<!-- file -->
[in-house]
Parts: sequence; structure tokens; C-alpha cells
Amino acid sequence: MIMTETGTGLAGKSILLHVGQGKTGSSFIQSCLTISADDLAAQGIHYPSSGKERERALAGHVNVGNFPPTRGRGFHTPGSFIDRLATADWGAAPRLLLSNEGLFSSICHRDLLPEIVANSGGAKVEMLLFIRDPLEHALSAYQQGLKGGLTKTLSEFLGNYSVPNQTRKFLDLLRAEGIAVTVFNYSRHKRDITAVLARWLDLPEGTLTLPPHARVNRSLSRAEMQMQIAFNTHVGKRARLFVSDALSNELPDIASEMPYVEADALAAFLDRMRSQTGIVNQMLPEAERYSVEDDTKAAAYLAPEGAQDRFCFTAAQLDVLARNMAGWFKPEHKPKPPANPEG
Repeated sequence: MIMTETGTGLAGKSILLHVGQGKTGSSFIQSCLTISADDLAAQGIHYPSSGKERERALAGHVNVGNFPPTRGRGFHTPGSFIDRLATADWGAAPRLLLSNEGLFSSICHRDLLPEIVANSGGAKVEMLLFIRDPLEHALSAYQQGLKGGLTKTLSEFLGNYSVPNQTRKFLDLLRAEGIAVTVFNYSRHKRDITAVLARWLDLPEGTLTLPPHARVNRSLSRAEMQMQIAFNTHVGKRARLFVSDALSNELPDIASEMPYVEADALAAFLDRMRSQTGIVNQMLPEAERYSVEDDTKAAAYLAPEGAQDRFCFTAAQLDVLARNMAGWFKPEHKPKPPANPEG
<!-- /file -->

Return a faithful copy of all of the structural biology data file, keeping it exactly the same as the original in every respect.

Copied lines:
[in-house]
Parts: sequence; structure tokens; C-alpha cells
Amino acid sequence: MIMTETGTGLAGKSILLHVGQGKTGSSFIQSCLTISADDLAAQGIHYPSSGKERERALAGHVNVGNFPPTRGRGFHTPGSFIDRLATADWGAAPRLLLSNEGLFSSICHRDLLPEIVANSGGAKVEMLLFIRDPLEHALSAYQQGLKGGLTKTLSEFLGNYSVPNQTRKFLDLLRAEGIAVTVFNYSRHKRDITAVLARWLDLPEGTLTLPPHARVNRSLSRAEMQMQIAFNTHVGKRARLFVSDALSNELPDIASEMPYVEADALAAFLDRMRSQTGIVNQMLPEAERYSVEDDTKAAAYLAPEGAQDRFCFTAAQLDVLARNMAGWFKPEHKPKPPANPEG
Repeated sequence: MIMTETGTGLAGKSILLHVGQGKTGSSFIQSCLTISADDLAAQGIHYPSSGKERERALAGHVNVGNFPPTRGRGFHTPGSFIDRLATADWGAAPRLLLSNEGLFSSICHRDLLPEIVANSGGAKVEMLLFIRDPLEHALSAYQQGLKGGLTKTLSEFLGNYSVPNQTRKFLDLLRAEGIAVTVFNYSRHKRDITAVLARWLDLPEGTLTLPPHARVNRSLSRAEMQMQIAFNTHVGKRARLFVSDALSNELPDIASEMPYVEADALAAFLDRMRSQTGIVNQMLPEAERYSVEDDTKAAAYLAPEGAQDRFCFTAAQLDVLARNMAGWFKPEHKPKPPANPEG